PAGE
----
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Spring, 2019

Sheron Williams was trying to cope with her breast cancer diagnosis and an inflammatory disease called sarcoidosis. Sarcoidosis is a chronic illness that impacts her liver, lungs, skin and requires portable oxygen. The stress of both of these issues sent her looking for help -- and she found it when she began using guided imagery.
The sheer impact of the word cancer carries many emotions, such as fear, shock and worry. It can be challenging to make sense of all the information and put some order to it. Donna Murphy, LMSW, director of Patient and Family Support Services at the Rogel Cancer Center, talks about the importance of emotional well-being during cancer treatment and where to turn to find it.
Thanks to a generous donation to the Department of Radiation Oncology from former patients, a colorful rock garden lines the pathway to inspire patients before they even walk in the door. As one patient, Hannah Thomas, says, "It’s a reminder the people in there have your back and are there to support you during the worst time.”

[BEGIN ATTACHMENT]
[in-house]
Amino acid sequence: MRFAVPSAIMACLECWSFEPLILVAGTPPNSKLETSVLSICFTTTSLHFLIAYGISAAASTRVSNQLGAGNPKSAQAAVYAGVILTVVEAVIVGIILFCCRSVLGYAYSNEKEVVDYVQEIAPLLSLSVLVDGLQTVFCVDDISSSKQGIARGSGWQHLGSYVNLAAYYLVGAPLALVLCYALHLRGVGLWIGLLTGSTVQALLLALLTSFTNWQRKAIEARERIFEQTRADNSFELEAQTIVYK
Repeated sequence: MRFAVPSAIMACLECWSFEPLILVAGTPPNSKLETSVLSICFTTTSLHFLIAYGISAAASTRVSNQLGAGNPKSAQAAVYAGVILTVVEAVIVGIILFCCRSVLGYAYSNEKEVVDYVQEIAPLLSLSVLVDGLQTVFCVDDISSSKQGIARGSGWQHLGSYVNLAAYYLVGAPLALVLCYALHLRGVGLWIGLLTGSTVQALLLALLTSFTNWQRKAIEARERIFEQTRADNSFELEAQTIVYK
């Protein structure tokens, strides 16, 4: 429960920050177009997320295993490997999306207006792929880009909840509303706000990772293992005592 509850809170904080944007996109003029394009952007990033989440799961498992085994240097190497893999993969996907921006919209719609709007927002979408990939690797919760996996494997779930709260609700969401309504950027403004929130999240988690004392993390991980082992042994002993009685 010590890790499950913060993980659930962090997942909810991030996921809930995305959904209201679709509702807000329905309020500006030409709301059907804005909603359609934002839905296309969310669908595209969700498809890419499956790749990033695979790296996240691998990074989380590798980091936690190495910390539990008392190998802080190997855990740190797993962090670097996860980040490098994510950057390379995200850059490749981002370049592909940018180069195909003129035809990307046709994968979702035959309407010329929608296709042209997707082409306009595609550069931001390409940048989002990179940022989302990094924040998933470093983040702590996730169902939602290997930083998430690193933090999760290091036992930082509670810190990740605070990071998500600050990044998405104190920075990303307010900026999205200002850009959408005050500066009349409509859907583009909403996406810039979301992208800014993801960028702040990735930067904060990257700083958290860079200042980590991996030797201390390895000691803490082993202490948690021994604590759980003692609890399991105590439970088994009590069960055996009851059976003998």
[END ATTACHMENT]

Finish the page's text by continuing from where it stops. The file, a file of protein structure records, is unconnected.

After treatment for breast cancer, Michelle Peres felt tired, unhealthy and needed help to get back to feeling fit. She turned to the Cancer Nutrition Program for guidance. Over the next two years, Michelle lost 30 pounds, regained her stamina and improved her balance.
Cancer treatment -- and patients -- are often described using military terms. "Cancer warrior," "the fight of your life," and, when someone passes away from cancer, it can be described as "losing their battle with cancer." Michelle Riba, M.D., director of the PsychOncology Program at the University of Michigan Rogel Cancer Center, wants people to use different, more positive terms.
Information about what to do, when to call the clinic and over-the-counter options for cancer symptoms and side effects like nausea, fatigue, neuropathy, headaches and insomnia.